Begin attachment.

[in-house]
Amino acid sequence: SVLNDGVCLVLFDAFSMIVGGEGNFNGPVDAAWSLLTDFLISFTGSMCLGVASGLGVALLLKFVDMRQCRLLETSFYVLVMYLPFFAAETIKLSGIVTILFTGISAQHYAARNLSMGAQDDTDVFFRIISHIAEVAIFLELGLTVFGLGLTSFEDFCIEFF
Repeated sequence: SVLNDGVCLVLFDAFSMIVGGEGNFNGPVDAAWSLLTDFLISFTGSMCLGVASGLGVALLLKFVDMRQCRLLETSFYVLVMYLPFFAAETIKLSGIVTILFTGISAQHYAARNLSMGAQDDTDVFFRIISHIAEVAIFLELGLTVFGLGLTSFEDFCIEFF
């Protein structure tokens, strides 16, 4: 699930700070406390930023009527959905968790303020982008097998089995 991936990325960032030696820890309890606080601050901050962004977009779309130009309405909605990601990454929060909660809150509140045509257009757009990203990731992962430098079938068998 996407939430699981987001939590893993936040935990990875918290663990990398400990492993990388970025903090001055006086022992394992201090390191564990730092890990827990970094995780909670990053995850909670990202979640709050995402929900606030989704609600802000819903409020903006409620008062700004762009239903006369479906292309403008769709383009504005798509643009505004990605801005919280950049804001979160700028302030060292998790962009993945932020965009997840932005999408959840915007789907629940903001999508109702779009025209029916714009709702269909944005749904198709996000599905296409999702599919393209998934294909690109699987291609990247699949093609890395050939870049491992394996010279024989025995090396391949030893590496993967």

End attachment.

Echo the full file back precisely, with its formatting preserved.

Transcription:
[in-house]
Amino acid sequence: SVLNDGVCLVLFDAFSMIVGGEGNFNGPVDAAWSLLTDFLISFTGSMCLGVASGLGVALLLKFVDMRQCRLLETSFYVLVMYLPFFAAETIKLSGIVTILFTGISAQHYAARNLSMGAQDDTDVFFRIISHIAEVAIFLELGLTVFGLGLTSFEDFCIEFF
Repeated sequence: SVLNDGVCLVLFDAFSMIVGGEGNFNGPVDAAWSLLTDFLISFTGSMCLGVASGLGVALLLKFVDMRQCRLLETSFYVLVMYLPFFAAETIKLSGIVTILFTGISAQHYAARNLSMGAQDDTDVFFRIISHIAEVAIFLELGLTVFGLGLTSFEDFCIEFF
């Protein structure tokens, strides 16, 4: 699930700070406390930023009527959905968790303020982008097998089995 991936990325960032030696820890309890606080601050901050962004977009779309130009309405909605990601990454929060909660809150509140045509257009757009990203990731992962430098079938068998 996407939430699981987001939590893993936040935990990875918290663990990398400990492993990388970025903090001055006086022992394992201090390191564990730092890990827990970094995780909670990053995850909670990202979640709050995402929900606030989704609600802000819903409020903006409620008062700004762009239903006369479906292309403008769709383009504005798509643009505004990605801005919280950049804001979160700028302030060292998790962009993945932020965009997840932005999408959840915007789907629940903001999508109702779009025209029916714009709702269909944005749904198709996000599905296409999702599919393209998934294909690109699987291609990247699949093609890395050939870049491992394996010279024989025995090396391949030893590496993967």